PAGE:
US biodiesel production, imports strong despite lapsed tax credit
U.S. production and imports of biomass-based diesel remain strong so far early this year despite the lapsed federal biodiesel blenders tax credit and delayed implementation of the 2017 renewable volume obligations (RVOs) under the Renewable Fuel Standard, which were on hold until March 21 as part of the regulatory freeze pending review ordered Jan. 20 by the incoming Trump administration.
According to U.S. EPA’s EMTS data on RIN generation, volumes of biodiesel and renewable diesel associated with D4 RIN generation for January and February approached 265 million gallons combined, surpassing last year’s figures for the same period when the tax credit was in effect. Of the nearly 265 million gallons, more than 182 million gallons was produced domestically, with more than 82 million gallons of imported product generating D4 RINs in the first two months of this year. Any D6 renewable diesel or biodiesel from palm oil that may have entered the U.S. so far in 2017 would not be included in these EMTS figures, and corroborating import data from the U.S. Energy Information Administration has yet to be published.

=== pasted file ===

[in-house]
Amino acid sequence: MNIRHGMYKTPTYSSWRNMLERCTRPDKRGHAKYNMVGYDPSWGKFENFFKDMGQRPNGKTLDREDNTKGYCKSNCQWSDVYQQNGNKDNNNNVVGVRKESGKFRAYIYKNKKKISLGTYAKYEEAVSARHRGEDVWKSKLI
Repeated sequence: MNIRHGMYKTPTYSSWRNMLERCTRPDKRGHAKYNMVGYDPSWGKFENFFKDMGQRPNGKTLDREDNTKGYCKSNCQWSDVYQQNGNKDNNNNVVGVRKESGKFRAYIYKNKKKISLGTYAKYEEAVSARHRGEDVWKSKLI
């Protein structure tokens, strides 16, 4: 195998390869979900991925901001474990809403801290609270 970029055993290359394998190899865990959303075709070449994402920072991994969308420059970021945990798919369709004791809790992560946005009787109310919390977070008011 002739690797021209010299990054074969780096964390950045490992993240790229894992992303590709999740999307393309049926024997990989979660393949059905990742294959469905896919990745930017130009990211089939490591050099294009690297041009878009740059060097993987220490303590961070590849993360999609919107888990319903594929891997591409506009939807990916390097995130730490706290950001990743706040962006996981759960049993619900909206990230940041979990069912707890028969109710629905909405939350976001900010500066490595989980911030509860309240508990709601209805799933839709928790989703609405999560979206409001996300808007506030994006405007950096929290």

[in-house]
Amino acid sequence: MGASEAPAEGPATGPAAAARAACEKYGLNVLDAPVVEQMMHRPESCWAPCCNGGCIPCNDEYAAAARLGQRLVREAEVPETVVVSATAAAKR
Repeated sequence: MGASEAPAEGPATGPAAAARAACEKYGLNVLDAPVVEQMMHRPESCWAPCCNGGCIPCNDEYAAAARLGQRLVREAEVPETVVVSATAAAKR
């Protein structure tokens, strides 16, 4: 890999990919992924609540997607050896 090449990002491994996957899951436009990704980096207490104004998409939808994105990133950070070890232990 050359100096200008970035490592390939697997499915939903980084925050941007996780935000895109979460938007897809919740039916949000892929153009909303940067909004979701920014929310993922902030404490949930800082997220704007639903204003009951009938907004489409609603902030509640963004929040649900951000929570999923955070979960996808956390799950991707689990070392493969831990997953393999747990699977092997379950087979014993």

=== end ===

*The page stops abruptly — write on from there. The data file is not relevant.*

Last year, the U.S. imported nearly 693 million gallons of biodiesel and 223 million gallons of renewable diesel, according to EIA data—a record volume totaling more than 915 million gallons of biomass-based diesel. Argentina alone exported 444 million gallons of biodiesel to the U.S. last year, with Indonesia and Canada rounding out the top three supplying nations of U.S. imported biodiesel.
In 2016, U.S. domestic production also hit new heights, with D4-qualified biodiesel and renewable diesel volumes surpassing 1.9 billion gallons, according to EPA’s EMTS data.
This year, while the 60-day regulatory freeze pending review ordered Jan. 20 delayed implementation of the 2017 RVOs for conventional and advanced biofuels and the 2018 RVO of 2.1 billion gallons for biomass-based diesel, the 2017 biomass-based diesel RVO of 2 billion gallons was finalized in late 2015 and, therefore, was not affected by the freeze.